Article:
In A Culture of Connectivity: A Critical History of Social Media, Jose Van Dijck explained how platforms have become central forces in the construction of sociality, how owners and users have helped to shape and are shaped by this construction” (23). Social media platforms have “influenced human interaction on an individual and community basis and altered the nature of private and public communication” (4,7).
Social media platforms have become very important in the lives of many. From the idea that social media being defined as simply “internet based applications that build on ideological and technological foundations of Web 2.0” that allow the exchange of user-generated content, the constant use of new technology has changed “social media” to an “ecosystem of connective media” (22). This “ecosystem” of platforms has allowed one to create his or her identity through, for example, sharing information, videos, pictures and building or establishing relationships. The want for social “connectivity” is astounding.
While social media platforms have changed the way we communicate, we are not fully in control when using these social media platforms.
As Djick mentions in the book, social media networks and platform have algorithms that “serve as define instructions for calculating a function and a step-by-step directive for processing or automatic reasoning that orders the machine to produce a certain output from a given input” (30). Other components such as “defaults and protocols” affect the ay users’ use social media. As a young teenager all the way up until the end of my teenage years, I did not really pay attention to the idea that popular social media sites, such as Facebook, could control what we wanted or the power that this site had to continuously provide me with information. At 23, looking back on how far social media has come and how these platforms will continue to grow, it is almost scary to think how powerful these platforms will be in the future. While I would share and like information on Facebook, watch videos on YouTube and look for certain people on Twitter, as a teenager, I did not truly realize that I had fallen into the game of algorithms and processes that social media networks use to keep users engaged. As a journalist, social media is important to me. Now, however, I am aware of the things that dominate these platforms. I am more cautious and understanding to what the platforms want me to do. It is important that people use social media effectively and not to simply conform to the norm.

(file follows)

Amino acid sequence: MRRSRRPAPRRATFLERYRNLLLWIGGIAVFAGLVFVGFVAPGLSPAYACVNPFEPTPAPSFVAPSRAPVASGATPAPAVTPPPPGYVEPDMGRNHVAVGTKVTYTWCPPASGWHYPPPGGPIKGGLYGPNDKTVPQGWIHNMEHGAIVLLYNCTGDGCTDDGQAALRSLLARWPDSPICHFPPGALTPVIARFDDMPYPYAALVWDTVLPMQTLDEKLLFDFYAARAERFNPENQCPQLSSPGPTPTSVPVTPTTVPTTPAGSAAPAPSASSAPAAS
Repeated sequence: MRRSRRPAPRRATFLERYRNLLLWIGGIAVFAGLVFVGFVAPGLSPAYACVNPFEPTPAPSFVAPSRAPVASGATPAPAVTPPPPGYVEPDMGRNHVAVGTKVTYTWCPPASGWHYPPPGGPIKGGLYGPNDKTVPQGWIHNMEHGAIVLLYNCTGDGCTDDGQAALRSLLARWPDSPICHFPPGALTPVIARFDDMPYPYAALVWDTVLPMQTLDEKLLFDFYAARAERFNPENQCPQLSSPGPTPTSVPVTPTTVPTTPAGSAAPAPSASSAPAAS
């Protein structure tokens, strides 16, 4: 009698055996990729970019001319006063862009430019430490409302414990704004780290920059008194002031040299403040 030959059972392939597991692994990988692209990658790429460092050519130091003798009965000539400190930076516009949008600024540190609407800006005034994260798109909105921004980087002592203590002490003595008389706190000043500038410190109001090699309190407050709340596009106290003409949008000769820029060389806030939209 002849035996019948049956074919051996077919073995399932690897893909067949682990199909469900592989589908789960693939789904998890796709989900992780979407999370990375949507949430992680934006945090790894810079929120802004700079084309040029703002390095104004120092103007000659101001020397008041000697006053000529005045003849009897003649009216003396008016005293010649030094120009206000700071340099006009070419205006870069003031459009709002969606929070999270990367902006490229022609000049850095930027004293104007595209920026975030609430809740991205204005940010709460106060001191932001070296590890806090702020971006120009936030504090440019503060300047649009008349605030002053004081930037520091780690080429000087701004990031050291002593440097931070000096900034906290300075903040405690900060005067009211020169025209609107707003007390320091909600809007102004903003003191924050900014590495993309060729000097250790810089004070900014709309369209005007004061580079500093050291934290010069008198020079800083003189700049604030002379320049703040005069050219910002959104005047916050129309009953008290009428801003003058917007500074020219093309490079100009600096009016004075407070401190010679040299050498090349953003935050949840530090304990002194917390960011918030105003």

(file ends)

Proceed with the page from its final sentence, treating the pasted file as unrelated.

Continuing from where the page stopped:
When reading this book, I thought about my parents’ use of social media. My mother uses Facebook but does not use it a lot. My father is not big fan of social media at all, kind of like Pete Alvin but my father’s social media use is less than Pete Alvin’s. My father has a Facebook account but he does not use it often. He is not big on sharing his personal information, his whereabouts and his everyday tasks to the world using social media. Like some parents do, he feels that sharing information, pictures and or liking certain information provides people too much information about himself. He curtails his use of social media, specifically Facebook, to keep up with his children and family members. Although he knows the power that exists in social media sites to provide us with information we like, which he doesn’t like, he is not fully aware of how it can benefit him in other ways.
After reading this book, it is important we take more control of how we use social media. As these platforms will continue to grow and change with time, the technology aspect will do the same. While liking and sharing information, it allows us to be social with others. Moving forward, as scholars have begun to discuss, there needs to be more cultural interaction in how we use social media. Culture plays a huge role in truly understanding who we are, not just a simple like on a post for example. While our culture is “connected” with many platforms, we need to incorporate more of the social angle to understand just how much social media really is helping or hindering us from growing socially.